Let’s learn about these key Christological points together, in the Q & A format.
Let’s place his two natures side-by-side with verses from Scripture to see who he really is.
This topic is about Jesus Christ in his full personhood. Let’s use the Question and Answer format for clarity and conciseness.
This post answers a series of tough questions about this vital and indispensable doctrine.
Good question, and the answer is clear, based on one biblical truth. Other questions are included here, as well.
From the Council of Chalcedon (AD 451). English, Greek, and Latin are included; the post discusses how the definition opposes three deficient teachings about Christ and answers the objection that the fifth-century church just made it all up.
Two natures (deity and humanity) are united in one person—the person of Jesus Christ. Let’s use the Q & A format, for clarity and conciseness.
We cannot answer all the questions in this overview, but we can exegete the Lord’s Supper in its original context in Matthew, Mark, and Luke. This post also looks very briefly at 1 Corinthians 10:16-17 and 11:23-34. Then, what do various churches teach about the Lord’s Supper (or Communion or Eucharist)? I am here to learn (and offer my own opinions at various times). I updated this post with information that startled me.
I have added a Greek text + my slightly revised translation, and I answer the odd interpretation of Luke 1:35. Now, in my mind there is no doubt about the answer.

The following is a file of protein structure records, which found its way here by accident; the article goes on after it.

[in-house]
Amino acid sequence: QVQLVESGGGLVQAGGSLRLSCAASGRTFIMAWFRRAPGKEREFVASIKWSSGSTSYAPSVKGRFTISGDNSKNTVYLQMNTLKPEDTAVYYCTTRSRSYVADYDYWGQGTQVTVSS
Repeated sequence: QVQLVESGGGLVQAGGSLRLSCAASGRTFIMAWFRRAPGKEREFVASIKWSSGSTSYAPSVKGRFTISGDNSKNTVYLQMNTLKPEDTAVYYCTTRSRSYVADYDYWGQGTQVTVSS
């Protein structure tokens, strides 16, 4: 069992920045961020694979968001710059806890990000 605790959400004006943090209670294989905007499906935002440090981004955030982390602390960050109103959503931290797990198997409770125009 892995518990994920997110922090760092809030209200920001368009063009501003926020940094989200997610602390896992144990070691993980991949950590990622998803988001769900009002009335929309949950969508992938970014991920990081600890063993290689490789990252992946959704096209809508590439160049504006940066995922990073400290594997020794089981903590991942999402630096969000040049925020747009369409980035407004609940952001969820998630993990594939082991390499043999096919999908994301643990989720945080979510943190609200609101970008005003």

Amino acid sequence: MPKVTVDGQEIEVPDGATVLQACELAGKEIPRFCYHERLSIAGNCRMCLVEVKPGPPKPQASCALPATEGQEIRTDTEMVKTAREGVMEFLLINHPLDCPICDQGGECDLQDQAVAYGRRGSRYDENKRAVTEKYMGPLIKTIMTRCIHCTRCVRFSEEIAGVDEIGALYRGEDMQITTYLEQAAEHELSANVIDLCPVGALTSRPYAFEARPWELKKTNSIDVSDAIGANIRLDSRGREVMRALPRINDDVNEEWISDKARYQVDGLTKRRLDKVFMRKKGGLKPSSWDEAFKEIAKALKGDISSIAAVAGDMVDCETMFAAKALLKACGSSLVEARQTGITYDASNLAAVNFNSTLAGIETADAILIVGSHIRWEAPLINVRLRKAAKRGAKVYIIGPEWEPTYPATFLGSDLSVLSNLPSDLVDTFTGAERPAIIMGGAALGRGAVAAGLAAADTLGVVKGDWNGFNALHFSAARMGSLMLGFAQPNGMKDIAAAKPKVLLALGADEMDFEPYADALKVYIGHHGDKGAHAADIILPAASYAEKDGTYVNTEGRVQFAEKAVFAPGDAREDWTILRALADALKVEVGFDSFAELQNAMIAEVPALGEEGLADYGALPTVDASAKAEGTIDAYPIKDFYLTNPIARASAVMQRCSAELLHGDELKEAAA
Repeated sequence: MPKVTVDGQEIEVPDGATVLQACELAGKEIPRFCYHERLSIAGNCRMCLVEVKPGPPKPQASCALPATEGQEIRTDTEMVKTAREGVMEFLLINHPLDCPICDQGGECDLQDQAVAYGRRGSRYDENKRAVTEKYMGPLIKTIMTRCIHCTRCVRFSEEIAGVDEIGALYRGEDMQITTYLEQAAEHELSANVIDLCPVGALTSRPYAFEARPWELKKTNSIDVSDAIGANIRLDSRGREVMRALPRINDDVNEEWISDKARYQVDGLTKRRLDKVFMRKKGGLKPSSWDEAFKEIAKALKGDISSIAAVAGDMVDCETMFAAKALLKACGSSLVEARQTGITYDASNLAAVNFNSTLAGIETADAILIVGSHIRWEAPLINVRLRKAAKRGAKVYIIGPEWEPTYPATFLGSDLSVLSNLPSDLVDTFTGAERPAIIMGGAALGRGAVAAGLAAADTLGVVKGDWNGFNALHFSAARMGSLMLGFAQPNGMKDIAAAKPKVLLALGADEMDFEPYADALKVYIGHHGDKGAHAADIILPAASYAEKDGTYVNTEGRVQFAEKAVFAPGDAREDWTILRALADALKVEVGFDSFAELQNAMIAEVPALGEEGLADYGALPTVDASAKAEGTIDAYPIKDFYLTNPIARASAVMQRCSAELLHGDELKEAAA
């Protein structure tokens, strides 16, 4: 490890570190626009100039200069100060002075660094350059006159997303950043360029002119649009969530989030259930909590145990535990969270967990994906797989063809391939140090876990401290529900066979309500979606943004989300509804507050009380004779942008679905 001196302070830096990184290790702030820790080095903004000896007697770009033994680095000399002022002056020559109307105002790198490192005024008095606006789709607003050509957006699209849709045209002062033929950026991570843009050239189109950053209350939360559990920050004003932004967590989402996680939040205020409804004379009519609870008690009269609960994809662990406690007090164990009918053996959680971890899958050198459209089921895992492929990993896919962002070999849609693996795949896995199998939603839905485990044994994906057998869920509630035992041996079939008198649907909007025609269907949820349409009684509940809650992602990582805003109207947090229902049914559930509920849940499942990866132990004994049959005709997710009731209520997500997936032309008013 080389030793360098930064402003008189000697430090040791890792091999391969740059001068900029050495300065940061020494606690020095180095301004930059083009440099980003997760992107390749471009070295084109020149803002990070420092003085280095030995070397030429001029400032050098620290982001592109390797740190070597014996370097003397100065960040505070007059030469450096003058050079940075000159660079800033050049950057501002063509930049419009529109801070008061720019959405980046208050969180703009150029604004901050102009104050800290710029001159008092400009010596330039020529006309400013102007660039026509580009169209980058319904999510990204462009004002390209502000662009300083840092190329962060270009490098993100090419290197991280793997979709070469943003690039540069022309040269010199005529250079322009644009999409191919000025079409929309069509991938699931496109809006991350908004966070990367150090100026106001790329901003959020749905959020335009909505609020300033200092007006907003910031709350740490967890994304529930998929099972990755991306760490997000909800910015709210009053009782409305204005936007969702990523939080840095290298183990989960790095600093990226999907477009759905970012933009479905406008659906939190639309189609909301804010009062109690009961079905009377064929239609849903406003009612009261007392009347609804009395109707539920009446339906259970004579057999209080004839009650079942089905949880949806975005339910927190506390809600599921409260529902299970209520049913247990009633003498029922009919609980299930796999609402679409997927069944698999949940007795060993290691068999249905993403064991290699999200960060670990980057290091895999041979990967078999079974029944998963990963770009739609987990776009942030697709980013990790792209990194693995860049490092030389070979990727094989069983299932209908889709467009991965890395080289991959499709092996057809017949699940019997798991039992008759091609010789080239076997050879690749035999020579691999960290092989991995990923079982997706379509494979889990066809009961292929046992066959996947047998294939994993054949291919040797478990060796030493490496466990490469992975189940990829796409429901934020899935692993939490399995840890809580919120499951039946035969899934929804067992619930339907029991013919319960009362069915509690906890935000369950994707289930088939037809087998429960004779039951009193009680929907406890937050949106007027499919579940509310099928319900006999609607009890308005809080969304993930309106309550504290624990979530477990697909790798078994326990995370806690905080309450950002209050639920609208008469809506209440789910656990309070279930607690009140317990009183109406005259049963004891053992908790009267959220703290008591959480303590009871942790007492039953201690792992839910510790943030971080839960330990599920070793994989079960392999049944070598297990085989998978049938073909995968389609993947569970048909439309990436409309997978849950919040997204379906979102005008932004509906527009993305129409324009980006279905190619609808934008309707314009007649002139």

I really like this creed. I add a commentary, which I hope clarifies it. We the church today ignore it at our peril, particularly the American church.
Centuries ago, the church debated the issue of who Christ was. In today’s church, we like to innovate so much that we become arrogant and can sometimes stomp all over the ancient creeds. But we ignore this creed at our peril.
What does Paul mean that Jesus “emptied himself” by taking the form of a servant and was found in the likeness of men and appearance as a man (Phil. 2:6-8)? Did some attributes get trimmed off (e.g. omniscience, omnipresence, and invisibility) to become a semi-deity, a lesser god (of sorts), or did he keep all of them? Let’s explore this doctrine further.
Mark 2:1-12 says that the Son of Man–Jesus–forgave a paralytic’s sins. Does this mean that Jesus claimed authority that only God has, thus making himself equal to God? Did he use a Hebrew word for “forgiveness” which only God can offer?
Why did Jesus say that not even the Son knows the day or the hour of the Second Coming? Puzzling.
This a table of Messianic prophecies, which go a long way in building up our faith and the reliability of the Bible. It also answers the question: How does this post help me grow in God?
He seems to be a mysterious figure. Some say he was a Christophany (manifestation) of the preincarnate Christ. But who was he according to the entire Scriptures that mention him? An old-fashioned Bible study here.
The Spirit was given to Jesus without limit. We too can share in this anointing, but we have to follow Jesus, or else we might run out ahead of him and minister on our own.